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Coll 6/67(6) 'Boundaries of South-Eastern Arabia and Qatar: Trucial Coast Oil Concessions' [‎155r] (316/402)

The record is made up of 1 file (195 folios). It was created in 30 Jun 1940-30 Mar 1948. It was written in English. The original is part of the British Library: India Office The department of the British Government to which the Government of India reported between 1858 and 1947. The successor to the Court of Directors. Records and Private Papers.

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arbitration, and that, if this should prove to be the case, His Maiesty’s Govern
CTentS 1 lef^Mm “ S i f“ I “ s to , the ut “ ost of their ability. If such arbitration
eventually left him, as it certainly would, with a clearly-defined frontier which
^4t thtr^ldl^d f 611 10 res P ect ’, lt seemed t0 His Majesty’s Government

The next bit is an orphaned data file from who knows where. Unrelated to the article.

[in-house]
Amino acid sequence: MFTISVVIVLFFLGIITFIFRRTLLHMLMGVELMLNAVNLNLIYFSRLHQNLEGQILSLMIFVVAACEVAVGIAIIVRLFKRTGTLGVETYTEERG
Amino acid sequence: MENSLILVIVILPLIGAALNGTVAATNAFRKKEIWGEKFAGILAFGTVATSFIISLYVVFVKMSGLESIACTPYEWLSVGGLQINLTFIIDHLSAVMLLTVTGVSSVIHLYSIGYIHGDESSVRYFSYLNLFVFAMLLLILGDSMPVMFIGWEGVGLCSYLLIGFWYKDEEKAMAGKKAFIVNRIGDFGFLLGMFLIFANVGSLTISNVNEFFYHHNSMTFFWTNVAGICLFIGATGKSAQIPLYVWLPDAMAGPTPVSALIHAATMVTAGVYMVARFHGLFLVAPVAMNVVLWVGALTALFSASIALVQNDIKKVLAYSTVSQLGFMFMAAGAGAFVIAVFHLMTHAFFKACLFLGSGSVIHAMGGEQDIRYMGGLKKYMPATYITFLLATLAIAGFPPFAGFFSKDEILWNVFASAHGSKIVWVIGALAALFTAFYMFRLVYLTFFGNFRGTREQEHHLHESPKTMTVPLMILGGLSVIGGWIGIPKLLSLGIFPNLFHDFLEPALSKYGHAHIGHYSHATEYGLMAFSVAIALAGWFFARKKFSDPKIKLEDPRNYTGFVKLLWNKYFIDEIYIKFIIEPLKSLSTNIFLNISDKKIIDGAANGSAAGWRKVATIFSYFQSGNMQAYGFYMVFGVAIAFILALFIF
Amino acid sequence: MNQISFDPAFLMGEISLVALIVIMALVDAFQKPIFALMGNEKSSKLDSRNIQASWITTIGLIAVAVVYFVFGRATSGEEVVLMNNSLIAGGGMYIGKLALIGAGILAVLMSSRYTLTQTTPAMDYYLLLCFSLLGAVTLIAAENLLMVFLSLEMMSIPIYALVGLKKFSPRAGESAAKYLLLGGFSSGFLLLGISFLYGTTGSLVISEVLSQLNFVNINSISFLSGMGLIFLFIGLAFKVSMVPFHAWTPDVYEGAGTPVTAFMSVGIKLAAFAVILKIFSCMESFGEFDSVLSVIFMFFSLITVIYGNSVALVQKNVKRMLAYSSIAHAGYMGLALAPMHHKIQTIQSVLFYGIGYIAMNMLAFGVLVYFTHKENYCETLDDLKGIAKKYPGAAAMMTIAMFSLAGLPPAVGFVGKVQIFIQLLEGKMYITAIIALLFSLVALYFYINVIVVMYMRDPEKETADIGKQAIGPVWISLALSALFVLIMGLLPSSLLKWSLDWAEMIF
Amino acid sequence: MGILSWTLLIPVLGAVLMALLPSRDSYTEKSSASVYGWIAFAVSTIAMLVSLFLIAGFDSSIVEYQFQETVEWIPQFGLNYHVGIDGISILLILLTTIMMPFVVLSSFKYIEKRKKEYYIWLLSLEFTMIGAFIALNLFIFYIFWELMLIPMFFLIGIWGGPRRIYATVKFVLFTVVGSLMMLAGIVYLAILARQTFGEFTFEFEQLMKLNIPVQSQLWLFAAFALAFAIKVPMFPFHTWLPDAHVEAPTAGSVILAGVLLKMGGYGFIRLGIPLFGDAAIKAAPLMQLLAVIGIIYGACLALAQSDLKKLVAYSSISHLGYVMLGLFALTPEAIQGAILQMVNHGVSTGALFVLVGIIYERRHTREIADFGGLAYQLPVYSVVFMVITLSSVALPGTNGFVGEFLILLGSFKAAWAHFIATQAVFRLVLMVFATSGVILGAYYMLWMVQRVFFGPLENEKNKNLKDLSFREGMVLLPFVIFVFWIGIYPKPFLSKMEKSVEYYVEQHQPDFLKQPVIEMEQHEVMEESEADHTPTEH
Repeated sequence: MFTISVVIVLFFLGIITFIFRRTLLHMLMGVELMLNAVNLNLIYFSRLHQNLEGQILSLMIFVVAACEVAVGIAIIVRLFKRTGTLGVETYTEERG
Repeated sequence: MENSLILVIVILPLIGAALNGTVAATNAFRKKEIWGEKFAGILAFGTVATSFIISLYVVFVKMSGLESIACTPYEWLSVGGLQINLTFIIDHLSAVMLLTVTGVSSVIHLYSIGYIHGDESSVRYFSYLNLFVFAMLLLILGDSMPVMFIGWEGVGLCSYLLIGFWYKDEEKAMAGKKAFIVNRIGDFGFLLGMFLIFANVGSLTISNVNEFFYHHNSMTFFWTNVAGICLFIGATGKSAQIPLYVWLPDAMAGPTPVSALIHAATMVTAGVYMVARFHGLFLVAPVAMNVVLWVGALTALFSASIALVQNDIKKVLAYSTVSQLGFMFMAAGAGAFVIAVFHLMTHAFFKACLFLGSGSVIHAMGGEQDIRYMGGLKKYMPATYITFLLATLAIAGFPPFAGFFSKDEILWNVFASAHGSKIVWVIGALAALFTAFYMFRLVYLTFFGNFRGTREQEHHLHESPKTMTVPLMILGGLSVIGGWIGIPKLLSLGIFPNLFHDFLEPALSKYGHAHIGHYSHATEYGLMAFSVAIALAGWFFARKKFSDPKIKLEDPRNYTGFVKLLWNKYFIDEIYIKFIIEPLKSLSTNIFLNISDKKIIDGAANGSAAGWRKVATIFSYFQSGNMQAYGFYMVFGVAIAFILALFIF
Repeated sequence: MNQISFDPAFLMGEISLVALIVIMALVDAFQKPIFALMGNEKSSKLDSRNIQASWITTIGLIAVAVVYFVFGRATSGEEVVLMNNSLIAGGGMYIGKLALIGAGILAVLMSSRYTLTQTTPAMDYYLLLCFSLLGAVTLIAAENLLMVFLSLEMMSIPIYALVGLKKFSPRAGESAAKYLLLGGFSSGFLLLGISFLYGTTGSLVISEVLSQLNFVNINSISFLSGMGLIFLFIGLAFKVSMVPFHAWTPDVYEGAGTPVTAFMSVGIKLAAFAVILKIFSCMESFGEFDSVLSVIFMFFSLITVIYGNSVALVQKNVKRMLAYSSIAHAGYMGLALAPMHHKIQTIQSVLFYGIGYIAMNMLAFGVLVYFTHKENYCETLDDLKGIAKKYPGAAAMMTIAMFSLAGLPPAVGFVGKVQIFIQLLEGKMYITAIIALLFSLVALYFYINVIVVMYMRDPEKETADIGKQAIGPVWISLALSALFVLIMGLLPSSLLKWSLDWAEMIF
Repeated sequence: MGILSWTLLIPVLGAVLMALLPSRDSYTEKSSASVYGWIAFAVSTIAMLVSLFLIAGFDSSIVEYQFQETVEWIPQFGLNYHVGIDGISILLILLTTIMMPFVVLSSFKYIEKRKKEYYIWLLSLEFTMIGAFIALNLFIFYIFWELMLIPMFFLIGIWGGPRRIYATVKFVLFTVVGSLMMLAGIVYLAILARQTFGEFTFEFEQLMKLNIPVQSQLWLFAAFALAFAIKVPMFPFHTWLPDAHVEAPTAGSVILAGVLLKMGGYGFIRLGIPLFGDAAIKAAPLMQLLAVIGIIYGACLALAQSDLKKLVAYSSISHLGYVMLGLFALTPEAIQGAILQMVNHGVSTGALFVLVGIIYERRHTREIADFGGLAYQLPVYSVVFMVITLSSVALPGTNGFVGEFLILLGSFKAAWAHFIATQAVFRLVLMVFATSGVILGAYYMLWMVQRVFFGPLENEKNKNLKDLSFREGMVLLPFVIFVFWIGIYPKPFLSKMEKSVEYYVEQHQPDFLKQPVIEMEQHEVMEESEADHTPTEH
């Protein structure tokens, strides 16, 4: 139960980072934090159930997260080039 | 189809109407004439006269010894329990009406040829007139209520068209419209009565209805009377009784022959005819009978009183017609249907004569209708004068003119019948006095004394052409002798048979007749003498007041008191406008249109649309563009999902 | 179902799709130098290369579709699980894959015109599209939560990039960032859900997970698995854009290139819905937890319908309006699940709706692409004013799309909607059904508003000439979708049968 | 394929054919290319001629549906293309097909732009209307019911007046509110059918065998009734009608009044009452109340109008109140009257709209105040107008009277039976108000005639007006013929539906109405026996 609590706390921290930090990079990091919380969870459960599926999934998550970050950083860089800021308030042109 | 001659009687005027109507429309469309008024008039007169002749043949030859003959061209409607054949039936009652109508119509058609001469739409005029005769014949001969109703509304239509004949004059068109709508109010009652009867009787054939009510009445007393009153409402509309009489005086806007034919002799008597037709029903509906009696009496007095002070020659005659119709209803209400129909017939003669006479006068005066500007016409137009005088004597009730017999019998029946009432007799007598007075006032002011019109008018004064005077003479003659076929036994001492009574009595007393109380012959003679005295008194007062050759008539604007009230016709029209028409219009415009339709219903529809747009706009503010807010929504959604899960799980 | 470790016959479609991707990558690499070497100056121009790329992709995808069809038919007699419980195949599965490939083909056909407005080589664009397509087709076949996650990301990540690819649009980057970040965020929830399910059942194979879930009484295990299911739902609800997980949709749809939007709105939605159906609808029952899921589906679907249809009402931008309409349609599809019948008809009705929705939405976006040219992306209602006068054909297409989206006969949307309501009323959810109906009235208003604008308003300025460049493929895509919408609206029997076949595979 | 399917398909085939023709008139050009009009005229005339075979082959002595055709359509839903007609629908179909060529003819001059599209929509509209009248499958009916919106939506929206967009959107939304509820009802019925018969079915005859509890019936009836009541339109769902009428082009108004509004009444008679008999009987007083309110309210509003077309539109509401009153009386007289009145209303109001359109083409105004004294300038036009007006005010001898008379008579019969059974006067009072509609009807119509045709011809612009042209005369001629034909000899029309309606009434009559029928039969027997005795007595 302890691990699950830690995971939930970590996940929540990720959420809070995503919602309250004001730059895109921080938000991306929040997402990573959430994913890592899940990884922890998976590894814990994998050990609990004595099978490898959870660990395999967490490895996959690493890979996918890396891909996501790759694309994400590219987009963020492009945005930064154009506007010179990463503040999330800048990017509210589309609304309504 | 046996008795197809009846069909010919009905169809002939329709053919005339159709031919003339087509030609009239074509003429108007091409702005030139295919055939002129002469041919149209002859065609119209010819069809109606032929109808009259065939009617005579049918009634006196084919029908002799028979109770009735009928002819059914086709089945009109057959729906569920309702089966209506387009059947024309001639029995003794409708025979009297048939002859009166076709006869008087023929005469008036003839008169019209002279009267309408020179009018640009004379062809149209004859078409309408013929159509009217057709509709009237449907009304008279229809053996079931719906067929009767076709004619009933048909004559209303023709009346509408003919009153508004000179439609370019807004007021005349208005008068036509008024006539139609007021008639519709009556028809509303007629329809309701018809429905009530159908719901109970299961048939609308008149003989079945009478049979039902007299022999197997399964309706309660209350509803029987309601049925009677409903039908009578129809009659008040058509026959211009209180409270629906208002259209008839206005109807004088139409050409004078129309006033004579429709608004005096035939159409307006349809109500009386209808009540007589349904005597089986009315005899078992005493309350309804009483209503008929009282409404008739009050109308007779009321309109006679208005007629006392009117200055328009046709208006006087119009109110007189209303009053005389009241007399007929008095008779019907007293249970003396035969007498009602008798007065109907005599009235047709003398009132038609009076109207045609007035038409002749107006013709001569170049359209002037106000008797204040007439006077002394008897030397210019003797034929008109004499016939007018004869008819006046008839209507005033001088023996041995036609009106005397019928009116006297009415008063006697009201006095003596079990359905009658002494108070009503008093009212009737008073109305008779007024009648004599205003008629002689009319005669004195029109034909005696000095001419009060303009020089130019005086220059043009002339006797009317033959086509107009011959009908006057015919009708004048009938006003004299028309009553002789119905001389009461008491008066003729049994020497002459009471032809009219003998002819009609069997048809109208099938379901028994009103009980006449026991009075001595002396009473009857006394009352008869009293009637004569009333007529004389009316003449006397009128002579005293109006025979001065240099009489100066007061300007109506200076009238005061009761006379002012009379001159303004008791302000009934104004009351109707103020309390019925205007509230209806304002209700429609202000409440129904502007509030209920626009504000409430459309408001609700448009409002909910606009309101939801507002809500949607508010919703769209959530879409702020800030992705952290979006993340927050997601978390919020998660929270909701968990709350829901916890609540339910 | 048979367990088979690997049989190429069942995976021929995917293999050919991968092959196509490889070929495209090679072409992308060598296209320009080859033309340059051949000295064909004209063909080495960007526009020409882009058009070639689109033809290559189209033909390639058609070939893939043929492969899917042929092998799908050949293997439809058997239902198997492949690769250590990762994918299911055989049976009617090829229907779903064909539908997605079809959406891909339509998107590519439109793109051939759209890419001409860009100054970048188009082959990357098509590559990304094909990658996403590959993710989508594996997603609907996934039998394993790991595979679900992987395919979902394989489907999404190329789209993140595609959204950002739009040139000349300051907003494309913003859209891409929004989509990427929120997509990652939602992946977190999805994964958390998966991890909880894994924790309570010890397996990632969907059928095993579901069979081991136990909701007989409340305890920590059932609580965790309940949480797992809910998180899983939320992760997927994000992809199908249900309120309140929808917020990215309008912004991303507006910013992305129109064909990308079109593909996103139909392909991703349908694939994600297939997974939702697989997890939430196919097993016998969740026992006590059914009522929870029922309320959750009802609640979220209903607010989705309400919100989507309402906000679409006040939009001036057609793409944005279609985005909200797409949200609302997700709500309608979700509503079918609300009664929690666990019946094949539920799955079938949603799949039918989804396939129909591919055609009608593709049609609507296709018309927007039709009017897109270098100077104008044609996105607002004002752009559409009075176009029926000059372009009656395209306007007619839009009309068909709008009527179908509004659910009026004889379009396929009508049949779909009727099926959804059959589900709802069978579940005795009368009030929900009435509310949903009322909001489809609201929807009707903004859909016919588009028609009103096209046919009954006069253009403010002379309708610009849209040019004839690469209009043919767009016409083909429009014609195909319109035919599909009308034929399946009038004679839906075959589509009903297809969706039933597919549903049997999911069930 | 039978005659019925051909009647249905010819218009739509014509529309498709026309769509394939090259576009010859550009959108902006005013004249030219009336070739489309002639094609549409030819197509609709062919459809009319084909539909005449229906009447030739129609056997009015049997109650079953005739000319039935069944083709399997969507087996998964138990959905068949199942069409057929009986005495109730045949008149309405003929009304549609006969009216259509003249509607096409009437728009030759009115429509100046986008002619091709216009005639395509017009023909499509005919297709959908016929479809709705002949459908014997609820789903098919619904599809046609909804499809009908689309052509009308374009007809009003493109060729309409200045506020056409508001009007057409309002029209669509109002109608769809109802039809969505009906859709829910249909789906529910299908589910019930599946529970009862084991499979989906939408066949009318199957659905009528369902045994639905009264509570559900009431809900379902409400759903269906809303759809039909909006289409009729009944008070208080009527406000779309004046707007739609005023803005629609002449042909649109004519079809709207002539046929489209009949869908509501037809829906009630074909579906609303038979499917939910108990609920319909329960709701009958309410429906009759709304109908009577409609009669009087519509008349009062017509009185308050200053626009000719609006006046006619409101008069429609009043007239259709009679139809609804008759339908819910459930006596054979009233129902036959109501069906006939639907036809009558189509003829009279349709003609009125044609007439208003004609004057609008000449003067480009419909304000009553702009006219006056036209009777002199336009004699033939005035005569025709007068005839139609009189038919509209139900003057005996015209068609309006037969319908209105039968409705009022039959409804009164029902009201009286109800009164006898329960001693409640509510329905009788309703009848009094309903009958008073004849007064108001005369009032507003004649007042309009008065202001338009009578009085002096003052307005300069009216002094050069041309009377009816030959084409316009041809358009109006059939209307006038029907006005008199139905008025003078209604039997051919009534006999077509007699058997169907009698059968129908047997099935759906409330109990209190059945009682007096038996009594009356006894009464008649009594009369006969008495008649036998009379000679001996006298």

f mplrt ill d f UCe T far m0r T stron g ] y t0 the security of his sheikhdom than
. e piesent state of arfairs. It was, of course, added that, if the sheikh
expressed strong- objection to any proposal of this nature, or asked whether any
guarantee by His Majesty’s Government of his new frontier would be forth
coming, me question would require further consideration.
13 The Tndia Office, on receipt of this letter, consulted all the local
01 l ties concerned, but although the Governor of Aden and the Resident at
Mukalla were quite prepared to agree to the arbitration of the Saudi-Protectorate
frontier it the question were decided on purely legal grounds, the India Office The department of the British Government to which the Government of India reported between 1858 and 1947. The successor to the Court of Directors.